What Is Sickle Cell Disease?
Reviewed by: HU Medical Review Board | Last reviewed: January 2021 | Last updated: March 2021
Sickle cell disease (SCD) is a group of genetic red blood cell disorders. Normally, red blood cells are round and flexible. But people with SCD have rigid red blood cells that are C-shaped, like sickles or crescent moons. This causes red blood cells to die early and block blood vessels, leading to many complications.1
There has been great progress in diagnosing and treating SCD in recent years. This has reduced childhood mortality and increased life expectancy. But people with SCD still experience severe pain and discrimination because of the disease. They may suffer from depression and anxiety as a result.
What causes sickle cell disease?
SCD is a genetic disorder due to abnormal hemoglobin. Hemoglobin is a protein in red blood cells that carries oxygen throughout the body. People only show disease symptoms if they inherit 2 abnormal hemoglobin genes (1 from each parent). Other factors affect disease severity. SCD is a disease that is present from birth and does not develop later in life.2
A mutation in the hemoglobin gene causes hemoglobin proteins to clump together. This changes the shape of the red blood cell to look like a sickle. Sickle cells stick to blood vessel walls and block blood flow. This may prevent oxygen from reaching many parts of the body, causing attacks of severe pain.3
Because of their rigid shape, sickle cells break more often than normal healthy red blood cells and do not last as long in the bloodstream. Our bodies are always making new red blood cells but cannot keep up with the quick turnover of sickle cells. This means that people with SCD usually have fewer red blood cells and suffer from anemia (low red blood cell counts).3
What are the different types?
People with SCD have an abnormal type of hemoglobin called hemoglobin S (HbS) or “sickle hemoglobin.” They may also have another abnormal hemoglobin caused by different genetic mutations. People with SCD inherit a gene for HbS from 1 parent and a gene for any abnormal hemoglobin from the other parent.2
HbSS (Sickle cell anemia)
Sickle cell anemia is the most common and most severe type of sickle cell disease. It happens when a person inherits 2 genes for HbS (1 from each parent).
This is the second most common type of SCD. It occurs when someone inherits a gene for HbS and a gene for another abnormal hemoglobin called hemoglobin C. Symptoms of HbSC are milder than HbSS.
HbSD, HbSE, HbSO, and HbSβ-thalassemia
These are rare types of SCD. They occur when someone inherits a gene for HbS and a gene for another abnormal hemoglobin. This includes HbD, HbE, HbO, or Hbβ-thalassemia.
HbAS (Sickle cell trait)
This occurs when someone inherits a gene for HbS and a gene for normal hemoglobin A. It is called sickle cell trait because it usually does not cause symptoms. People with HbAS can pass on the gene for HbS to their children.
How common is this disease?
About 100,000 Americans have SCD. SCD occurs more often in people whose ancestors lived where malaria has been common, such as Africa and India. The disease is most common in people with West African heritage. This is because sickle cell trait protects against severe malaria infections.2,4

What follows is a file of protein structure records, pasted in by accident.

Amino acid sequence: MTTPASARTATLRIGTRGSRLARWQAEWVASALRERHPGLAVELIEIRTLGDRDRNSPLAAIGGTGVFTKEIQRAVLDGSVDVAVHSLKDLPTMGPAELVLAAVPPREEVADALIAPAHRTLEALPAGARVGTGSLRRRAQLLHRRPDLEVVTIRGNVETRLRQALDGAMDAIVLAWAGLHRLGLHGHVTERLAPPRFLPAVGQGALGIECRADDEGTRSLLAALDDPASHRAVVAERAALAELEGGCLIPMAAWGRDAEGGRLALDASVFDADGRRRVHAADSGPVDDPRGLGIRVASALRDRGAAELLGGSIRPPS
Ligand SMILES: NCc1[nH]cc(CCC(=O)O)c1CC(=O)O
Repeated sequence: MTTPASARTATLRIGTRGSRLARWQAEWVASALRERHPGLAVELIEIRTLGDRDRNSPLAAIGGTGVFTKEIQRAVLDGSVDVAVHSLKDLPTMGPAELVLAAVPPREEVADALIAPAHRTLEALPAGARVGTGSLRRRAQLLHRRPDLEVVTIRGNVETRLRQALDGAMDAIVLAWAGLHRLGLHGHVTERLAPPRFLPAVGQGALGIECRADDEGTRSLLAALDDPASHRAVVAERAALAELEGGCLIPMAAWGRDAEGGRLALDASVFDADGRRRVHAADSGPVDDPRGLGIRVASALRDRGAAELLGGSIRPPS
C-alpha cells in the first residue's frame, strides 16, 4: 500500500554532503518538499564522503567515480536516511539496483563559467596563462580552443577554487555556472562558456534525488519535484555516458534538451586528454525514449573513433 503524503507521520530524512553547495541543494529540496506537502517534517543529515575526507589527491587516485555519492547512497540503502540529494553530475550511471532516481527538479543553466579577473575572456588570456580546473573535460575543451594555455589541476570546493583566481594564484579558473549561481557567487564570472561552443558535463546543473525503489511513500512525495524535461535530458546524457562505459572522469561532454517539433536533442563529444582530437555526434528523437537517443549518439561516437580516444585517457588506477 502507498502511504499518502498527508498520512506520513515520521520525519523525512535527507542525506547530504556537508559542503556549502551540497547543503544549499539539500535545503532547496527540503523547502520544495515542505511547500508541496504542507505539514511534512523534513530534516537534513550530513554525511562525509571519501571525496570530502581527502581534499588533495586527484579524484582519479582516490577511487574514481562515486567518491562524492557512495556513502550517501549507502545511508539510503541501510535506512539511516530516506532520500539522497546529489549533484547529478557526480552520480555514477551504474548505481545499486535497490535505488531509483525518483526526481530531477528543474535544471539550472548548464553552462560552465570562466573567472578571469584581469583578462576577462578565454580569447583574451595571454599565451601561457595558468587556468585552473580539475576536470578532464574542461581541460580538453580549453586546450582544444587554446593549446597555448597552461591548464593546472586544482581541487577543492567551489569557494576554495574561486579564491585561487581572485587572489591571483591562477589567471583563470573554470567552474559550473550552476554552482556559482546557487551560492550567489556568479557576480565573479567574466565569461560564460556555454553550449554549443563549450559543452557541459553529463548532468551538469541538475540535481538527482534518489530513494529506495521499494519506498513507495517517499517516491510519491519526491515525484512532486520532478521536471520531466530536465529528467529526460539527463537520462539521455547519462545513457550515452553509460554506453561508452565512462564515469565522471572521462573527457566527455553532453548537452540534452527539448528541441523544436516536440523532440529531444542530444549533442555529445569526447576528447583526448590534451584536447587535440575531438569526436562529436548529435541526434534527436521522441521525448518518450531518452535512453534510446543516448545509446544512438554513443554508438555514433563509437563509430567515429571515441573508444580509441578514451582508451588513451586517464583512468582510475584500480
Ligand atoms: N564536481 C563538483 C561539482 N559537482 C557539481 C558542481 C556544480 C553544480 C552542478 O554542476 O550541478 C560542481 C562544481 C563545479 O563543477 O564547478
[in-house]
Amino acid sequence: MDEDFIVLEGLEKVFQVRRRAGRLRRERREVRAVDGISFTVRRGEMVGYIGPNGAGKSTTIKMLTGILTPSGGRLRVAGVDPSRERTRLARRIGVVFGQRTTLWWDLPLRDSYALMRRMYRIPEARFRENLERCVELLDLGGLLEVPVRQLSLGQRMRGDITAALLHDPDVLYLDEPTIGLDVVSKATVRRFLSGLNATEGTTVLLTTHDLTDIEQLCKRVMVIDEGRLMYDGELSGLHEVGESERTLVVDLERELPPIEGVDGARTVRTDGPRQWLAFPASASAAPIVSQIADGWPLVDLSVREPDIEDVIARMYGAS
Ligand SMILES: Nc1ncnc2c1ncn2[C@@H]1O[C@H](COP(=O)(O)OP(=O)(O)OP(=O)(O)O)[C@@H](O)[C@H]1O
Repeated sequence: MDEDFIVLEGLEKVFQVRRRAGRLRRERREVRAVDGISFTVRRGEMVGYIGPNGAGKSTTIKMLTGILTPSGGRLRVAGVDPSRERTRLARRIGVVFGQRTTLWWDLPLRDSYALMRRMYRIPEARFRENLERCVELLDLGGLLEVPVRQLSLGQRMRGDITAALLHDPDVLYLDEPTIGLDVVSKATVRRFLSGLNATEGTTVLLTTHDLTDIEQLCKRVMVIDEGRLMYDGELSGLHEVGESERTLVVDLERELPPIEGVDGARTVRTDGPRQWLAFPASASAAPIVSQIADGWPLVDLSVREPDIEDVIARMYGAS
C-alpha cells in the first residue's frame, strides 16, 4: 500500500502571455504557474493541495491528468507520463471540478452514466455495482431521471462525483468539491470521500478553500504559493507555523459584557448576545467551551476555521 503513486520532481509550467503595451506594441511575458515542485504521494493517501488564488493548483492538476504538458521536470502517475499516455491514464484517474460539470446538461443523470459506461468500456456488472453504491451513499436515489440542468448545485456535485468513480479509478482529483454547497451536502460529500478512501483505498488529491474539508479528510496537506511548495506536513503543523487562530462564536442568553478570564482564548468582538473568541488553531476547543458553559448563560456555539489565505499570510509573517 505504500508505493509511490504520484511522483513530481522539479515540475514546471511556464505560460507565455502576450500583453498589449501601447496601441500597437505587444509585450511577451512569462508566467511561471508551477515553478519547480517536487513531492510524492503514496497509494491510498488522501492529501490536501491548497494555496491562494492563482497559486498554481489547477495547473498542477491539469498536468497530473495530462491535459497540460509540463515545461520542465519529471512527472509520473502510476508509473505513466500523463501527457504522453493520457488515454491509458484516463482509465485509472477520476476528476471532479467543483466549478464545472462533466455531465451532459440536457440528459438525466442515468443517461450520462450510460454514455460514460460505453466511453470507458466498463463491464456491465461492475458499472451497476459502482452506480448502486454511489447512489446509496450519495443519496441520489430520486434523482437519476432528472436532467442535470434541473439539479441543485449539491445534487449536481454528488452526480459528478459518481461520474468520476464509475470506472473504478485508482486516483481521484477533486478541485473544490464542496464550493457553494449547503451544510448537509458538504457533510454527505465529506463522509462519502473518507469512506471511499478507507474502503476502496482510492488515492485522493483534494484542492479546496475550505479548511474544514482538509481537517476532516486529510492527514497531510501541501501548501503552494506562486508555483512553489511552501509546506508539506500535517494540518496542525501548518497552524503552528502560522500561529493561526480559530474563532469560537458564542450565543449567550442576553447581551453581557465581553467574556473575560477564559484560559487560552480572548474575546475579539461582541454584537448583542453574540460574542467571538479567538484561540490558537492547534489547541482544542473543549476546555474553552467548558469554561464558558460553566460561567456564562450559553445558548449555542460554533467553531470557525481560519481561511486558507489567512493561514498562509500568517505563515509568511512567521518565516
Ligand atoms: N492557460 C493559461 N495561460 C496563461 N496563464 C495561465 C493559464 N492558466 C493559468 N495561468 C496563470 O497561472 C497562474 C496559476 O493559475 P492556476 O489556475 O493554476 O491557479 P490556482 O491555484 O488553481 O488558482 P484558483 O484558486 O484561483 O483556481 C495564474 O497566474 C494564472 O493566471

In the United States, most people who have SCD are Black. About 1 in 365 Black children are born with SCD, and 1 in 13 Black children are born with sickle cell trait. About 1 in 16,300 Hispanic children in the United States are born with SCD.3
What are the symptoms and complications?
People with SCD experience sudden, severe symptoms that last for a short period of time (acute), as well as symptoms that last for a long time, happen often, or get worse over time (chronic). Both acute and chronic SCD symptoms are due to blocked blood flow and low red blood cell count. People start showing signs around 5 months old. The earliest signs and symptoms are:3
- Jaundice (yellowing of the skin and eyes)
- Fatigue (shortness of breath, tiredness)
- Hand-foot syndrome (pain and swelling of the hands and feet)
SCD can damage many organs. Complications worsen over time because of repeated acute symptoms. Some common complications are:3
- Acute chest syndrome
- Acute pain crisis (also called sickle cell crisis or vaso-occlusive crisis)
- Chronic pain in the muscles, joints, and bones
- Delayed growth or puberty
- Eye problems
- Heart, kidney, or liver problems
- Joint complications
- Leg ulcers
- Pregnancy complications
- Priapism (prolonged erections)
- Splenic sequestration crisis (enlarged spleen because of trapped red blood cells)
Some complications are life-threatening. You should see a doctor immediately if you have complications including:5
- Episodes of severe pain
- Swollen hands or feet
- Abdominal swelling
- Pale or yellow skin
- Stroke symptoms
What are the outcomes for people with SCD?
Life expectancy and symptom management have greatly improved since the 1970s. Early diagnosis and prevention of childhood complications have been very important. Every U.S. state tests all newborns for SCD. Older children or adults can also be tested to find out if they have sickle cell trait.2,3
The only true cure for SCD is a blood and bone marrow transplant. A bone marrow transplant (or stem cell transplant) is only used in people with the most severe SCD and is not a common procedure. It is only considered if all other treatments fail to improve symptoms. Few people get this procedure because it requires a family member who is a matched donor. There are now several FDA-approved treatments that reduce the number of acute pain crises. Also, blood transfusions can be used to treat anemia, stroke, and chest crises.2,3
Despite these improvements, people with SCD still experience severe pain and symptoms that are difficult to control. This causes many people with SCD to suffer from anxiety and depression.1,3